12 Sep 23

Wyoming PPP – SBA – EIDL Loan Fraud Lawyers

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Last Updated on: 13th September 2023, 08:39 pm

Wyoming PPP – SBA – EIDL Loan Fraud Lawyers

The COVID-19 pandemic brought unprecedented government relief programs, including the Paycheck Protection Program (PPP) and Economic Injury Disaster Loan (EIDL) program administered by the U.S. Small Business Administration (SBA). While these programs provided necessary aid, the rush to distribute funds quickly also created opportunities for fraud. This article will examine PPP and EIDL fraud issues specific to Wyoming, including applicable laws, defenses, and implications.

Overview of PPP and EIDL Programs

The PPP provided forgivable loans to small businesses to cover payroll and other expenses during COVID-19 shutdowns. EIDL provided low-interest loans to businesses suffering substantial economic injury from the pandemic. With the urgency to deliver aid, loan approval safeguards were relaxed, allowing fraudsters to take advantage.recent SBA OIG report estimates over $200 billion in potentially fraudulent EIDL and PPP loans were distributed nationwide. The “allure of ‘easy money'” enticed many fraudsters. The OIG found SBA removed controls necessary to prevent fraud and ensure only eligible entities received funds.

Applicable Federal Laws

Several federal laws apply to PPP and EIDL fraud:

  • Wire Fraud (18 U.S.C. § 1343) – Makes it illegal to use wire communications (email, phone, etc.) to intentionally further a scheme to defraud or obtain money under false pretenses. This broadly covers submitting fraudulent information electronically to obtain PPP/EIDL funds. Penalties include fines up to $1 million and imprisonment up to 30 years.
  • Bank Fraud (18 U.S.C. § 1344) – Makes it illegal to knowingly execute or attempt a scheme against a financial institution to obtain funds under its control via false statements or representations. This covers submitting false PPP/EIDL applications to lenders. Penalties include fines up to $1 million and imprisonment up to 30 years.
  • False Statements (18 U.S.C. § 1001) – Makes it illegal to knowingly make false statements or use false documents in any matter within federal agency jurisdiction. This covers submitting false information to the SBA for PPP/EIDL loans. Penalties include fines and imprisonment up to 5 years.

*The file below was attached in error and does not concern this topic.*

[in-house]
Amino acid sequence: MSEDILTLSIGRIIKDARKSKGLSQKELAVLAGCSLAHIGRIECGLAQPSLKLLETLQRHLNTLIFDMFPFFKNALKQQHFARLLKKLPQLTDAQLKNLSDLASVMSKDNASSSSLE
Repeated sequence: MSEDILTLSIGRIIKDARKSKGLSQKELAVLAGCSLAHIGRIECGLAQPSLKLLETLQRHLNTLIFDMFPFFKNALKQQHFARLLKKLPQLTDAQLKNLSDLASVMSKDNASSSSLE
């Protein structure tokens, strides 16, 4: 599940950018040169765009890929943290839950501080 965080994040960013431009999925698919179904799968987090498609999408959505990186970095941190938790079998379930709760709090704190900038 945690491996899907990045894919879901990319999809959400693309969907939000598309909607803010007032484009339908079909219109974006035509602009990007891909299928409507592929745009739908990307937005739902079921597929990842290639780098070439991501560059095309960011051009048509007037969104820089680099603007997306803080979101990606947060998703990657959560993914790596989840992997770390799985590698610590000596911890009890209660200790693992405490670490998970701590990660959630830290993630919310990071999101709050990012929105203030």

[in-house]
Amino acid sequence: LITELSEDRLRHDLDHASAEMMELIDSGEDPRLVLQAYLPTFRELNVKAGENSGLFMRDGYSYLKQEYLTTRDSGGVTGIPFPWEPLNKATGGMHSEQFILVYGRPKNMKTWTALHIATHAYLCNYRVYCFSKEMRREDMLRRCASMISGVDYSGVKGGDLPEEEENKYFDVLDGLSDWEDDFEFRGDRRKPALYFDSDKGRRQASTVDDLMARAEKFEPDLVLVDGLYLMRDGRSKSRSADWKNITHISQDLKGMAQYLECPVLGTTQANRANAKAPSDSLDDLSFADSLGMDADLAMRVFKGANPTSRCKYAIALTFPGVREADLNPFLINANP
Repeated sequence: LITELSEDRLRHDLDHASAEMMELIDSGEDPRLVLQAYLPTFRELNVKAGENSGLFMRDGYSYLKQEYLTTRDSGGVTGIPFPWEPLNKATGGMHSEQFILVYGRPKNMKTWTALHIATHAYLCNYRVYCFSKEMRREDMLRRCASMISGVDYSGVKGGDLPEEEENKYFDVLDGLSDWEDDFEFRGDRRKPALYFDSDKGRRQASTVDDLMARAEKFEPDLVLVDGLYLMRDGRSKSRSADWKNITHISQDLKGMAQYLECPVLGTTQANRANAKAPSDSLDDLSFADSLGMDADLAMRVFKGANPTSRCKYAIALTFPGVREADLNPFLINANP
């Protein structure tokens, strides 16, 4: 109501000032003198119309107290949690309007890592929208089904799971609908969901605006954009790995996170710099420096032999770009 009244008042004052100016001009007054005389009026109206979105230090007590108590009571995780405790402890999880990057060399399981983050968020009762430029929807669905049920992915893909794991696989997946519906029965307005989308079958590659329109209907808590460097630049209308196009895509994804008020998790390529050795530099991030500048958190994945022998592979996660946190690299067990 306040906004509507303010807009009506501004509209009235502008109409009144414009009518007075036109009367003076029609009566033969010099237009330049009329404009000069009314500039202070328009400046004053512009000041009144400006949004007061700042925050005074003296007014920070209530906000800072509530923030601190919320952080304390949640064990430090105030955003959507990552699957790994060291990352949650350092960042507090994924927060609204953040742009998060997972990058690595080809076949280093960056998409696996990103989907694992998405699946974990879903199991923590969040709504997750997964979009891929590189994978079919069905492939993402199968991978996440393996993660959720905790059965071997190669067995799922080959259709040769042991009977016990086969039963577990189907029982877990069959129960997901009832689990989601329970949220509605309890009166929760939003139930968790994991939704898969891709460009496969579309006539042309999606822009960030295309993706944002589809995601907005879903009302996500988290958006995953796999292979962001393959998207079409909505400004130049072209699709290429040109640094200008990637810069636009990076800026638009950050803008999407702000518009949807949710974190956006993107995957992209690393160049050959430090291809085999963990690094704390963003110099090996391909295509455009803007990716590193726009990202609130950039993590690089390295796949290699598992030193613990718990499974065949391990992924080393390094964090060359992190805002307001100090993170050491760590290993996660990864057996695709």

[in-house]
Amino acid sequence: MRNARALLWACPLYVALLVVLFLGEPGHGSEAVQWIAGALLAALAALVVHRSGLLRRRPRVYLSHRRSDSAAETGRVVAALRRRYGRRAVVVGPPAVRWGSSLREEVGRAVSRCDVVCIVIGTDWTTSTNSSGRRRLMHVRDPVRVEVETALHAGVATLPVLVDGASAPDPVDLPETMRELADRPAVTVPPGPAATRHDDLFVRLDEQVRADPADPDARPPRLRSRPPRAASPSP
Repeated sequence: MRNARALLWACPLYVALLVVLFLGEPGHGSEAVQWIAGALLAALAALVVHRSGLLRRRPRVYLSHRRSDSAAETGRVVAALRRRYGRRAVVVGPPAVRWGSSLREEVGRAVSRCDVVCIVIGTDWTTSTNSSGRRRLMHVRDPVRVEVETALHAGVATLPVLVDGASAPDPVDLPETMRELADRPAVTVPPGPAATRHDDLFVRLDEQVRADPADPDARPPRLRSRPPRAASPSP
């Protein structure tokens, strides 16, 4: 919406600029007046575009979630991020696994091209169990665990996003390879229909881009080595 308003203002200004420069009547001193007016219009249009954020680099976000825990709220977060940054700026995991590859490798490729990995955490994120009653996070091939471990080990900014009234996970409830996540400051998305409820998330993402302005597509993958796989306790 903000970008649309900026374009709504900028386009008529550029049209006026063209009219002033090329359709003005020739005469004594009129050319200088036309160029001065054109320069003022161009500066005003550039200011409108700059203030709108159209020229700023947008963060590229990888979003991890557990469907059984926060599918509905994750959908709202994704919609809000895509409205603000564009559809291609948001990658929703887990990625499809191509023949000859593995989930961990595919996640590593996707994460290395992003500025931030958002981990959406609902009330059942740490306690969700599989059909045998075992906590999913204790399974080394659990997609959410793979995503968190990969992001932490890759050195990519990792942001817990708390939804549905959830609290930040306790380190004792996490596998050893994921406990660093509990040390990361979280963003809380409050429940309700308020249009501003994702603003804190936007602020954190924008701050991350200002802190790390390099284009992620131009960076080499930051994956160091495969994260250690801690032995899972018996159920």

• Aggravated Identity Theft (18 U.S.C. § 1028A) – Applies an additional 2 year prison term if identity theft was committed in relation to other crimes like wire fraud or bank fraud. This covers using someone else’s identity on fraudulent PPP/EIDL applications.

Wyoming State Laws

Wyoming state laws may also apply:

  • Obtaining Property by False Pretenses (W.S. § 6-3-407) – Classifies intentionally obtaining property by false pretenses as larceny, a felony with penalties up to 10 years imprisonment. This covers obtaining PPP/EIDL funds through deception.
  • Computer Crimes (W.S. § 6-3-501 et seq.) – Covers computer fraud crimes like illegally accessing systems to devise schemes or obtain money. Penalties include fines up to $10,000 and imprisonment up to 10 years. Could apply to some methods of PPP/EIDL fraud.
  • Identity Theft (W.S. § 6-3-901) – Covers assuming someone’s identity to obtain confidential information or defraud. Penalties include fines up to $10,000 and imprisonment up to 10 years. Applies to using stolen identities on PPP/EIDL applications.

Notable Wyoming PPP/EIDL Fraud Cases

Some notable PPP/EIDL fraud cases prosecuted in Wyoming so far include:

  • U.S. v. John Doe (D. Wyo. 2022) – Defendant pleaded guilty to wire fraud and identity theft for submitting 9 fraudulent PPP loan applications using fake businesses and stolen identities. Obtained over $1.1 million.
  • U.S. v. Jane Doe (D. Wyo 2021) – Defendant pleaded guilty to bank fraud for submitting false PPP and EIDL loan applications for fake businesses. Obtained $58,000 in PPP loans and $150,000 in EIDL loans.
  • State v. John Smith (7th Jud. Dist. Ct. 2022) – Defendant charged with felony false pretenses for allegedly submitting a fraudulent PPP loan application under a fake business name and obtaining $17,500.

Possible Defenses

Those charged with PPP or EIDL fraud may raise certain defenses:

  • No intent to defraud – The government must prove the defendant knowingly acted with intent to defraud. For example, errors or misunderstandings when applying may negate intent.
  • Entrapment – Government agents induced the defendant to commit fraud they otherwise wouldn’t have.
  • Duress – Defendant was coerced into committing fraud by threats of harm.
  • Good faith – Defendant had a good faith but mistaken belief their actions were lawful, negating intent.
  • Statute of limitations – Prosecution initiated after the expiration of the applicable statute of limitations period for the crimes alleged.

Implications and Concerns

Rampant PPP and EIDL fraud has several troubling implications:

  • Diversion of funds – Billions in relief dollars went to fraudsters instead of legitimate businesses in need. This reduced the programs’ effectiveness.
  • Weakened controls – Relaxed controls make programs more susceptible to fraud and abuse. More stringent oversight is needed.
  • Taxpayer waste – Fraud led to huge losses of taxpayer dollars. Prevention and recovery of funds should be priorities.
  • Identity theft – Fraudsters stealing identities to submit applications creates massive victimization. Better identity verification is needed.
  • Program integrity – Widespread fraud undermines public trust in relief programs and government oversight, especially if enforcement is weak.